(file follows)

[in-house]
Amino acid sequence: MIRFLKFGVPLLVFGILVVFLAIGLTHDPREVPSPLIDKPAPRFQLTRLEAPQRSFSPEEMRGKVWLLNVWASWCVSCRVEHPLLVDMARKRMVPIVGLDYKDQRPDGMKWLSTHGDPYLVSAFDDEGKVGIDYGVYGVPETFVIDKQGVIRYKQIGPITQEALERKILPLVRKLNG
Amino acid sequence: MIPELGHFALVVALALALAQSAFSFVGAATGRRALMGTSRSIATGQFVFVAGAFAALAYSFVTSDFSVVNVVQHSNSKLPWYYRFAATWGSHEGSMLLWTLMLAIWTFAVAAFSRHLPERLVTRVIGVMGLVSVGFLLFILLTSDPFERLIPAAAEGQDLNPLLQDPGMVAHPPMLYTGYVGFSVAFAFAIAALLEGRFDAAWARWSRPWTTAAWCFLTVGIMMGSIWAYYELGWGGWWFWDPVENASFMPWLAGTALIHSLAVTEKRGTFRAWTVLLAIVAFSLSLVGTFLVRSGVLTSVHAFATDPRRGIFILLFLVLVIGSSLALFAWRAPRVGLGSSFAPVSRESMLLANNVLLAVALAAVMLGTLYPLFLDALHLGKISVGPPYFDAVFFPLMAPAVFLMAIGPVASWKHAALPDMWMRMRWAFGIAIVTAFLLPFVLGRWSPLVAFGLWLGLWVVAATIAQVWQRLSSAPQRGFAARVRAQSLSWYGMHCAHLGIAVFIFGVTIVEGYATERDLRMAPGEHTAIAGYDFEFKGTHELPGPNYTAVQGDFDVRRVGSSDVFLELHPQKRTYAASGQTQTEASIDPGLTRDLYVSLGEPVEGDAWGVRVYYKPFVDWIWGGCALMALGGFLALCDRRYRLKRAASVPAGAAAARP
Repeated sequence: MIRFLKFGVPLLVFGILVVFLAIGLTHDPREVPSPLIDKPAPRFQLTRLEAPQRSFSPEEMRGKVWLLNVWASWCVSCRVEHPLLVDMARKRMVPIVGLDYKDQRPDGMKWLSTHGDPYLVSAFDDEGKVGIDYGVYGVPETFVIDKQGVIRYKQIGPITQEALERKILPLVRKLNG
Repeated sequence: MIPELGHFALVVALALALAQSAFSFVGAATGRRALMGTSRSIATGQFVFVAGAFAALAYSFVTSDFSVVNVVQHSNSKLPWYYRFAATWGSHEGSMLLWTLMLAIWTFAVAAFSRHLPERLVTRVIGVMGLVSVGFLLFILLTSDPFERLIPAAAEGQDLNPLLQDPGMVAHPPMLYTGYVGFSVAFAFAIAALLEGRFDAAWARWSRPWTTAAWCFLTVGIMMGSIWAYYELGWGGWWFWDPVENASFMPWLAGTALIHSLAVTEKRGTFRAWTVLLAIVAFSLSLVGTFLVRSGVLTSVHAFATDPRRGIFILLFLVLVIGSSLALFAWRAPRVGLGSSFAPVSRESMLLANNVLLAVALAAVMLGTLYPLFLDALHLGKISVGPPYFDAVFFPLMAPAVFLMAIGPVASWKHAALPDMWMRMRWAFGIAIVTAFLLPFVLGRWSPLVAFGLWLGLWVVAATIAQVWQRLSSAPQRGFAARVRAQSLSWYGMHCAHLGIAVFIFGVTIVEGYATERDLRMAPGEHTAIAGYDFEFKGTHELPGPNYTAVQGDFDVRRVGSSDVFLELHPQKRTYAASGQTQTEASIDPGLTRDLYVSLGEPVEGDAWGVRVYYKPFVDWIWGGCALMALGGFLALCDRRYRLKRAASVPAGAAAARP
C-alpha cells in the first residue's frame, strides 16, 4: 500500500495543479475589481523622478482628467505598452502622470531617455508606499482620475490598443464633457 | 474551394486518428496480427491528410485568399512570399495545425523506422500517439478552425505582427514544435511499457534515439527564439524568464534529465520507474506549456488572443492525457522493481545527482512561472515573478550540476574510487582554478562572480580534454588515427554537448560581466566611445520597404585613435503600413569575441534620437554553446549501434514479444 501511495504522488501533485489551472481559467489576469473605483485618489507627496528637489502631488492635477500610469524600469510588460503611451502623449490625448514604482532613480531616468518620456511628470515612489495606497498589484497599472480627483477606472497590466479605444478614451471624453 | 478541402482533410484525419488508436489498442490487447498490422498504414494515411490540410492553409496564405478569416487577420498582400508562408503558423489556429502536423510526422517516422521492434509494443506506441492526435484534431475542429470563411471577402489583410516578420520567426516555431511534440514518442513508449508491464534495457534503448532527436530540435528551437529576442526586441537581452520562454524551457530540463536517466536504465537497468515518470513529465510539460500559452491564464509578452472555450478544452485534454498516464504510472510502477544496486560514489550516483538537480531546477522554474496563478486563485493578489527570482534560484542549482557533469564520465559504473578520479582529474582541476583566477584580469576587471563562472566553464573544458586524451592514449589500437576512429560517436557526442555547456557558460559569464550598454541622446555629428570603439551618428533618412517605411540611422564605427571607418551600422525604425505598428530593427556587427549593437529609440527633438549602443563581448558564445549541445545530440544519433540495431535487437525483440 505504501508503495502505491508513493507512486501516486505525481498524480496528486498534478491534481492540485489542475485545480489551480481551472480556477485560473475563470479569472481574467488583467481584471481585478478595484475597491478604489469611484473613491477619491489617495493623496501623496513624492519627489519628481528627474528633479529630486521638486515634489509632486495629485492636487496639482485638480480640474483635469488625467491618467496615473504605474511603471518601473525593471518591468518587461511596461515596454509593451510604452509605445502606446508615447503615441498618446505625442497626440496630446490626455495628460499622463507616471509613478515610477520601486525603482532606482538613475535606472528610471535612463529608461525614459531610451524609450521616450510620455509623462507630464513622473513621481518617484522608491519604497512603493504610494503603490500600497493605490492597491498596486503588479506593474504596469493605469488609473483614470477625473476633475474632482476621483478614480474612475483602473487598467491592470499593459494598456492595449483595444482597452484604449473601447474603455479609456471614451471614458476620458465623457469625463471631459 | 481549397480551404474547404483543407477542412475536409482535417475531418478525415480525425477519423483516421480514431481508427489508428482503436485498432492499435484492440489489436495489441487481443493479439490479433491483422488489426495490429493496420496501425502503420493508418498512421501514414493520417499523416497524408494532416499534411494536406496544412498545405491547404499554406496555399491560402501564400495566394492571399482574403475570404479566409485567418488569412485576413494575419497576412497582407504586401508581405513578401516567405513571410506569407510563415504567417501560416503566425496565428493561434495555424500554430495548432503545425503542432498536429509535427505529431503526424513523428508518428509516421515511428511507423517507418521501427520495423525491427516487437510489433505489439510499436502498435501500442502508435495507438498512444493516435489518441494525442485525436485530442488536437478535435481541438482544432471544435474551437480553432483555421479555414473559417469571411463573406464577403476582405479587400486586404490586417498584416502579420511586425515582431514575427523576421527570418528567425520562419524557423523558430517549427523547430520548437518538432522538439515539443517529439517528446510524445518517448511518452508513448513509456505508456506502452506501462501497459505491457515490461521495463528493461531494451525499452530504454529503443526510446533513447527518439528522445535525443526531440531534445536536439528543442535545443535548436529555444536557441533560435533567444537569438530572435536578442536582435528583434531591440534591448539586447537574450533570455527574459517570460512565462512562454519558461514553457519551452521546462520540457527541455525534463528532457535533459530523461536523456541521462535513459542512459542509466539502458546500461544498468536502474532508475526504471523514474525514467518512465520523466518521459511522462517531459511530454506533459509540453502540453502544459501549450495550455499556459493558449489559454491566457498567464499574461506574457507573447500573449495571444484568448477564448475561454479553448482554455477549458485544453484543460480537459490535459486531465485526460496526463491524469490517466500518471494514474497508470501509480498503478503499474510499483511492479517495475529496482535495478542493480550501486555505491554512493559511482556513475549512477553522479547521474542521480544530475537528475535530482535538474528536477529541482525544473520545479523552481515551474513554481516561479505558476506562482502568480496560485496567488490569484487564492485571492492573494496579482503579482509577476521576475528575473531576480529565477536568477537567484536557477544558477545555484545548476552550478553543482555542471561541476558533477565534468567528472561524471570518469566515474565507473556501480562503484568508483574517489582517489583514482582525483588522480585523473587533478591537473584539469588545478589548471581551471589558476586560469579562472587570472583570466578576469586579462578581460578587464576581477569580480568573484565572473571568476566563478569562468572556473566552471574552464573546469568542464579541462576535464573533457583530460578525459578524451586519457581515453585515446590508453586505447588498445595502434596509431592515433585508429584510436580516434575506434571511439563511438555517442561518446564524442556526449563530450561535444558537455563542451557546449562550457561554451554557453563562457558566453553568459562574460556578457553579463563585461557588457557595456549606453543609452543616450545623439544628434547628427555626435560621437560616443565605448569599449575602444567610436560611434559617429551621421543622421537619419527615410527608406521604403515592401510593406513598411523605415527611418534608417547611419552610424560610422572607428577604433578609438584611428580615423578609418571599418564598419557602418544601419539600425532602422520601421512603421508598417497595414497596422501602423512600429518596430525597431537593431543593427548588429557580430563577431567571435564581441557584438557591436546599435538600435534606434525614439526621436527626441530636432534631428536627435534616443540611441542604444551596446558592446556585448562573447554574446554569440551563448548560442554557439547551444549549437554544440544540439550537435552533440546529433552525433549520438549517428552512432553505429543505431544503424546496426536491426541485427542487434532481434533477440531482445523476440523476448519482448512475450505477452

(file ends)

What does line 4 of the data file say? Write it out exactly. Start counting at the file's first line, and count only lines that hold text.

Repeated sequence: MIRFLKFGVPLLVFGILVVFLAIGLTHDPREVPSPLIDKPAPRFQLTRLEAPQRSFSPEEMRGKVWLLNVWASWCVSCRVEHPLLVDMARKRMVPIVGLDYKDQRPDGMKWLSTHGDPYLVSAFDDEGKVGIDYGVYGVPETFVIDKQGVIRYKQIGPITQEALERKILPLVRKLNG